We Hold The WildFlowers, is the artist’s first solo exhibition with the gallery, which follows his first solo museum exhibition Our Labour at The Wellin Museum in Clinton NY.
Klos, born in Chicago Illinois, has recently reconnected with the patrilineal side of his family through a DNA test only four years ago. Klos’ employs a unique process of constructing collages made of his own woodblock prints to mine his family history through portraiture. Like many African American families - Klos' family moved from the South during the Great Migration, for jobs in Detroit’s Auto plants. The city grew quickly- propelled by its Black population. The demand of capitalism would soon ship these same jobs over-seas; downsizing Detroit’s factories and abandoning this work force. Today, the city’s abandoned buildings and land plots are being reclaimed by the weeds and wildflowers native to Michigan prairie land.
Klos employs images of these wildflowers as reference to that same sprawling migration, and to the resilience of the Black population who built the American Midwest through industrial labor. Conversely, Detroit also has many well-maintained landmark buildings in the Art Deco architectural style that arose during the city’s industrial growth. Klos references the city’s once ambitious identity through Art Deco design patterns, which haunt the pictorial space from the background, and often appear impressed upon the faces of his portrait subjects.
In the artist words…
“One’s identity cannot be separated from the geography around them. Just as the environment is built by people, the environment in turn – builds us.
Woodblock printing has a rich history in African American artistic production as a medium for creating political posters, pamphlets, and illustrations. Artists like Elizabeth Catlett and Charles White used the medium to render positivist images of Black Americans as the statuesque and capable builders of America. Klos comes after this tradition, as its newest generation, aiming to reconsider notions of the Black figure as one that need not be depicted at work, but rather here resting…amongst the Wildflowers.
This exhibition also includes one sculpture that Klos makes by stacking cubits of maple wood, which are then sanded down, stained, and charred through torching. The Western art history canon credits Pablo Picasso with pioneering abstraction through his Cubism based on African tribal mask forms. In this sculpture the artist reduces ‘cubism’ to ‘cubits’ of wood; a gesture toward inverting the canon, and reclaiming abstraction at its African origins.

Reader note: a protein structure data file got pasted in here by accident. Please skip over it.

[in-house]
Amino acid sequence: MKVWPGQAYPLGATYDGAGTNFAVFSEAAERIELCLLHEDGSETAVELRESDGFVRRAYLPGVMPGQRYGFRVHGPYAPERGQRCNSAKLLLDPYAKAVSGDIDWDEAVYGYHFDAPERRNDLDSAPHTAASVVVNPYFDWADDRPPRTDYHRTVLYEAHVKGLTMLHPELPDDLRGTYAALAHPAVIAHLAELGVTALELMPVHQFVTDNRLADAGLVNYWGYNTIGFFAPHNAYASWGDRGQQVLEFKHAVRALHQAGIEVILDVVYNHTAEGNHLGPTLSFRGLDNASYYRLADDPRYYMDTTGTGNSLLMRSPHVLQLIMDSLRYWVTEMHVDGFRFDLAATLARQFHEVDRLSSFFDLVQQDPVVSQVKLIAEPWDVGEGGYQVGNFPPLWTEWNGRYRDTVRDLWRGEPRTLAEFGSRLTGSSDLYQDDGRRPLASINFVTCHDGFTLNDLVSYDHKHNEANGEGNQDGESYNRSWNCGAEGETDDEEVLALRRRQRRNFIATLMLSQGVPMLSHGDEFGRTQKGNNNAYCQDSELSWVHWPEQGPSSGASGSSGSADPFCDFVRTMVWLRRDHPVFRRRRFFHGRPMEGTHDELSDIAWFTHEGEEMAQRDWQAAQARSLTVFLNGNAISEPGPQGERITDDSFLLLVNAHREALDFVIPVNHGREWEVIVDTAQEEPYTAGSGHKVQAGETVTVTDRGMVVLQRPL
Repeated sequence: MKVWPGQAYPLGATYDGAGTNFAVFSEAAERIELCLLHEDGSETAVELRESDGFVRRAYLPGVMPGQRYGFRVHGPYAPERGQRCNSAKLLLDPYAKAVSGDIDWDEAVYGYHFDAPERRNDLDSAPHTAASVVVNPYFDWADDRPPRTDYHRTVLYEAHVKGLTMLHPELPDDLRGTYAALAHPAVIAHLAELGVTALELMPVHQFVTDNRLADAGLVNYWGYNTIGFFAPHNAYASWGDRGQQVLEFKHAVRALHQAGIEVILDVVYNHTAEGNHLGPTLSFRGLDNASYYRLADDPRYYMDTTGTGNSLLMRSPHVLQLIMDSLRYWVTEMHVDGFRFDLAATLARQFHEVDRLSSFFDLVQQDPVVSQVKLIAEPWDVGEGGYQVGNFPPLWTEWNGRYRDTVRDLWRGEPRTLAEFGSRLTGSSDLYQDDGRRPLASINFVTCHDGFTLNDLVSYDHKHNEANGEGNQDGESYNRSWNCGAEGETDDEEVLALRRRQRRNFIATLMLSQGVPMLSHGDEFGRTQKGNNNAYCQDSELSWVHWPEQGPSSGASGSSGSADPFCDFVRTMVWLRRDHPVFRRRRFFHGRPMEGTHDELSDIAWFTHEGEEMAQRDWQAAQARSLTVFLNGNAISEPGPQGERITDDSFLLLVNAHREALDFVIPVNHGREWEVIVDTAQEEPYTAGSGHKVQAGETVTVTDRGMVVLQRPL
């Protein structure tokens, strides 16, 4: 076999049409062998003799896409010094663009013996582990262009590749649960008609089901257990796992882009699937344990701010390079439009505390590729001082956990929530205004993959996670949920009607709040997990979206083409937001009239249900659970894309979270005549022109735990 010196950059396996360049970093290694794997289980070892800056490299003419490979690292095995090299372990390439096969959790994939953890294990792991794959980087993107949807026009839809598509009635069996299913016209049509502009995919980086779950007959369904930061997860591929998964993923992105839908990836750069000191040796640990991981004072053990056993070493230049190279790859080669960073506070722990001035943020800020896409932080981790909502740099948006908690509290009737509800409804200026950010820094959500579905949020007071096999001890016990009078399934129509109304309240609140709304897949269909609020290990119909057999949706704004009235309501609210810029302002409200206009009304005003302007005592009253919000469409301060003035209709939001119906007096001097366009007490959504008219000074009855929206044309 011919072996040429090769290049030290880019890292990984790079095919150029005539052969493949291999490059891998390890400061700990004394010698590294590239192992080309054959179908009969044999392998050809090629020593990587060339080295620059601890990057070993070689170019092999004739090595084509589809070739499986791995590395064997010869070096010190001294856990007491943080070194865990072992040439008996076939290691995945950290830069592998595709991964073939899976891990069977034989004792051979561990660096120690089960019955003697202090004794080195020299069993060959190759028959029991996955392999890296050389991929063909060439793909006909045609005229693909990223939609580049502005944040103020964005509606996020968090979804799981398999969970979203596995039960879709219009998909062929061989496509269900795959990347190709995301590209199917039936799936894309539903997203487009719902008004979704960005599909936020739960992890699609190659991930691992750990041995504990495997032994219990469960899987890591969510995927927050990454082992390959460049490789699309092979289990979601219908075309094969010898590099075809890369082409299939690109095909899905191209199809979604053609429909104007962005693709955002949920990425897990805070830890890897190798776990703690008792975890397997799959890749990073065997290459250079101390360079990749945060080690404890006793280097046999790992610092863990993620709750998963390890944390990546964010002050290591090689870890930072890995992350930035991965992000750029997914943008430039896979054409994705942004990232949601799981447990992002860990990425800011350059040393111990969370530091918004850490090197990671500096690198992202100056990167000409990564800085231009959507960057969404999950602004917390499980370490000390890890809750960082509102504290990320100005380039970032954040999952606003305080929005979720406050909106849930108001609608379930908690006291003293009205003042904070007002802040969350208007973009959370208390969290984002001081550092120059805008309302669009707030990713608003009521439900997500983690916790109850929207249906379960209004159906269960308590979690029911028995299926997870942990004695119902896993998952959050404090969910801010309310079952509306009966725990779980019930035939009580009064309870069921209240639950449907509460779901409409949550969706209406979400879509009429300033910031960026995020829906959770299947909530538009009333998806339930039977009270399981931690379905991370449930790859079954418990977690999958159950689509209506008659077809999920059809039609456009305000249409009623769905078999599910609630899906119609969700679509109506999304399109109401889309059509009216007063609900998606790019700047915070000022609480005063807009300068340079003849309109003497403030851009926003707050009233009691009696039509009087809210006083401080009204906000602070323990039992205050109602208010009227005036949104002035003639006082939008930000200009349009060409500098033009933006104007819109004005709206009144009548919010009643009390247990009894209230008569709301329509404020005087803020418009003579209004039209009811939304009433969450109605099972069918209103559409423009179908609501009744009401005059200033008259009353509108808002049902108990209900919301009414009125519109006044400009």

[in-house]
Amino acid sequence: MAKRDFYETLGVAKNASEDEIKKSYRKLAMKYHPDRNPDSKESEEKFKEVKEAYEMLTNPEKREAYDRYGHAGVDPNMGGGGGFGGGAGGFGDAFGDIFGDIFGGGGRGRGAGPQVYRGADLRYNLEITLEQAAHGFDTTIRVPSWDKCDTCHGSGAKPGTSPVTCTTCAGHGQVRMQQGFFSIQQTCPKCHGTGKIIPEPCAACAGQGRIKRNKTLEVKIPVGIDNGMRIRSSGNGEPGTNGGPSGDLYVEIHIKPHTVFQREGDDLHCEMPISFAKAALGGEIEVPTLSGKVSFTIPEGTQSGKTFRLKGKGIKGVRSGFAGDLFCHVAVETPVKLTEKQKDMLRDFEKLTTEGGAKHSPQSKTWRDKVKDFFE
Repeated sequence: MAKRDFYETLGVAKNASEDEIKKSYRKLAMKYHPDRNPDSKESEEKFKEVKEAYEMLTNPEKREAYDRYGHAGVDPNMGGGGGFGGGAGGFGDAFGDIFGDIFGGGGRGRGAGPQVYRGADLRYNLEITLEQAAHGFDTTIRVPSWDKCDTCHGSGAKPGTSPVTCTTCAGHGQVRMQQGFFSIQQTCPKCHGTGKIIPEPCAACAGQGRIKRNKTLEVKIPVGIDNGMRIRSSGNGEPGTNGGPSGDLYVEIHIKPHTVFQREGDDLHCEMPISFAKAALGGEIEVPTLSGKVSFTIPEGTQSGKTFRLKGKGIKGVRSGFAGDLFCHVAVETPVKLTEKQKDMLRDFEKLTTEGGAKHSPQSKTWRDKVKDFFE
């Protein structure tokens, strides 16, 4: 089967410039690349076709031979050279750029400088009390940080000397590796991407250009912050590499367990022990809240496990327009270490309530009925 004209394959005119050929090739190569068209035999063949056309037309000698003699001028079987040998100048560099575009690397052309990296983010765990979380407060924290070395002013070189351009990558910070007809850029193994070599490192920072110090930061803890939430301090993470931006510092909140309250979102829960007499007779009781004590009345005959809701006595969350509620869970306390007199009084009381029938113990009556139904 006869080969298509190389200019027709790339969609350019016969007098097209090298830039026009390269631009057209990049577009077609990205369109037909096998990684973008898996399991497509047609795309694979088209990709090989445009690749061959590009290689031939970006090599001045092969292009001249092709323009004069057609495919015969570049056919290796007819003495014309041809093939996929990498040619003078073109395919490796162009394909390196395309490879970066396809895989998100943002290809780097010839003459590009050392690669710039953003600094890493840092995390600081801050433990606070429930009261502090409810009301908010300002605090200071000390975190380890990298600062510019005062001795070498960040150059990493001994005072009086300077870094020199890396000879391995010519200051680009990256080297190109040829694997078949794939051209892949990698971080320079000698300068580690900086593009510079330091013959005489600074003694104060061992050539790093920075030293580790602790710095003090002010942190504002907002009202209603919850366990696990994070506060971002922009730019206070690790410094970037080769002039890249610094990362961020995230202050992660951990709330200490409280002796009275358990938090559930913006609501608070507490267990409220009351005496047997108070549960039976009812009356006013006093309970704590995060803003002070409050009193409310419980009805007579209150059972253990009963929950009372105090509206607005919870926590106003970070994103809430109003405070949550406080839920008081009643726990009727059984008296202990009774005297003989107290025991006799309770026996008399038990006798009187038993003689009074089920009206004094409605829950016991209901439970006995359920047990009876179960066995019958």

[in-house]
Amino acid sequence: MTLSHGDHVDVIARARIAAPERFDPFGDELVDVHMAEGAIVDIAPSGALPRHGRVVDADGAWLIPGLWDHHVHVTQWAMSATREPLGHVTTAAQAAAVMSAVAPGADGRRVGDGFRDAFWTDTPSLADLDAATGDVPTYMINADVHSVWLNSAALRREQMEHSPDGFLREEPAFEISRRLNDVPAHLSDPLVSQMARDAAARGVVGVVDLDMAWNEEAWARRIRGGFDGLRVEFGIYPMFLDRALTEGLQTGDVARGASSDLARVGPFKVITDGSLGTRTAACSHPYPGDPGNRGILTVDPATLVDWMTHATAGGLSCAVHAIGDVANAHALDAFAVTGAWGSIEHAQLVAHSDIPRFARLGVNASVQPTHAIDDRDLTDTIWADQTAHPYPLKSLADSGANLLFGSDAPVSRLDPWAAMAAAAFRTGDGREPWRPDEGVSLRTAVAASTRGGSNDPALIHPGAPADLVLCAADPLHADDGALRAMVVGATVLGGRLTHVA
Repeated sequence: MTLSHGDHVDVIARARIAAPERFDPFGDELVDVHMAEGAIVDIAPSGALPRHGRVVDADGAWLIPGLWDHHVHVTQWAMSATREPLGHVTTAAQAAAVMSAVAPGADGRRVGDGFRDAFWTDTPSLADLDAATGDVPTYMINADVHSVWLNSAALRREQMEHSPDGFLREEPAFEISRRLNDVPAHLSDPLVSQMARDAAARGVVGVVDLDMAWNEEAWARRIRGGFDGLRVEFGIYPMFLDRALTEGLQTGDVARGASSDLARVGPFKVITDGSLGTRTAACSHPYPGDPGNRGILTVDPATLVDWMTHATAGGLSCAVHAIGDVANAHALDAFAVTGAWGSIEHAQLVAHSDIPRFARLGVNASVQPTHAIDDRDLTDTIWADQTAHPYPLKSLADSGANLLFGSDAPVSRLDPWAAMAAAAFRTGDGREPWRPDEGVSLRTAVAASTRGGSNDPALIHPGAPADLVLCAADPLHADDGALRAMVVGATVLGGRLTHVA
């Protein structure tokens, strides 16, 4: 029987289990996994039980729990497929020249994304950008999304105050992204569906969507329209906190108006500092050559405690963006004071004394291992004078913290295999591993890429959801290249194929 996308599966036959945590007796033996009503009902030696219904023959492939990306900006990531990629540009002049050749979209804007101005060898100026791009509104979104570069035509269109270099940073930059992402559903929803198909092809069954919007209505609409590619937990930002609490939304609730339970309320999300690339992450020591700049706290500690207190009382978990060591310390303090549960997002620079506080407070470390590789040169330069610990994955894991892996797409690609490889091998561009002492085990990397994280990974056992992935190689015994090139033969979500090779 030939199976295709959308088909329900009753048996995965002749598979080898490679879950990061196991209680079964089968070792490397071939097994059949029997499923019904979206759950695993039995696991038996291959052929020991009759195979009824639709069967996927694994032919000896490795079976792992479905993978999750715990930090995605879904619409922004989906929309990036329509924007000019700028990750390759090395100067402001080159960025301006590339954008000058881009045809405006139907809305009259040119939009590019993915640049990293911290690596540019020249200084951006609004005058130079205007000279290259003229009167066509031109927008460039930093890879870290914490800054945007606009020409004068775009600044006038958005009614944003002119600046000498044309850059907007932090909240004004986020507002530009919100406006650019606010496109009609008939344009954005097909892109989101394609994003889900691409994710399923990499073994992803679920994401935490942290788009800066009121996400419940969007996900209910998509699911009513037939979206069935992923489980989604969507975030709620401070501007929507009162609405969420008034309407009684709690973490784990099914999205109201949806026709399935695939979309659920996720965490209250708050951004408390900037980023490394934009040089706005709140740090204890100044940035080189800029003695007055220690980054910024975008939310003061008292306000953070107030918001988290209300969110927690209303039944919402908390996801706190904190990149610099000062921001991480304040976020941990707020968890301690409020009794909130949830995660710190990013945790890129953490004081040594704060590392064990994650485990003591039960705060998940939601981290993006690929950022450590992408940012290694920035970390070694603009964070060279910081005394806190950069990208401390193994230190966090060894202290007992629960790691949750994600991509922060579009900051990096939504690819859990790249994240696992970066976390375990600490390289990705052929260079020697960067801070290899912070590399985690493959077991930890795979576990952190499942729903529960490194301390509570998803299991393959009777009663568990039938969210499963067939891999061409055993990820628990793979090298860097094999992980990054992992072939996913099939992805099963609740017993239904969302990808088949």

Klos’ mask is hybrid of automotive welding masks and West African tribal masks. The welding mask hides identity through its function: protecting the laborer. The African tribal mask functions to summon and activate an identity for the wearer to embody. A traditional tribal mask is activated during ceremonial theater once it is ‘danced’. Klos, however, activates this mask through his own torching ceremony. He has said ‘Charing is an act that fuses my own creative labor with my family’s contemporary history in labor, and also further back to the ancestral West African sculpture tradition.’
At this occasion an exhibition catalogue will be published with a written essay by Dexter Wimberly, Senior Critic at the New York Academy of Art.
Yashua Klos was born in 1977 in Chicago, Illinois, lives in Harlem and works in the Bronx, New York. He is a visual artist who employs a unique process of collaging his own woodblock printed textures to engage ideas about Blackness as an adaptive material for survival strategies. Klos’ work has been shown in museums and galleries across the states and internationally, including the Studio Museum of Harlem, the Weatherspoon Museum, Greensboro, North Carolina, What If The World in Johannesburg, South Africa, Tilton Gallery in New York City, and UTA Artist Space in LA. Klos’ first solo museum show was in 2022 at the Wellin Museum in Clinton NY. Klos’ works have been reviewed in the NY Times, and he’s been awarded residencies at Skowhegan, The Vermont Studio Center, and Bemis. He is the recipient of a Joan Mitchell Fellowship and a NYFA grant. His work is part of the collections of Kalamazoo Institute of Arts and Wellin Museum at Hamilton College.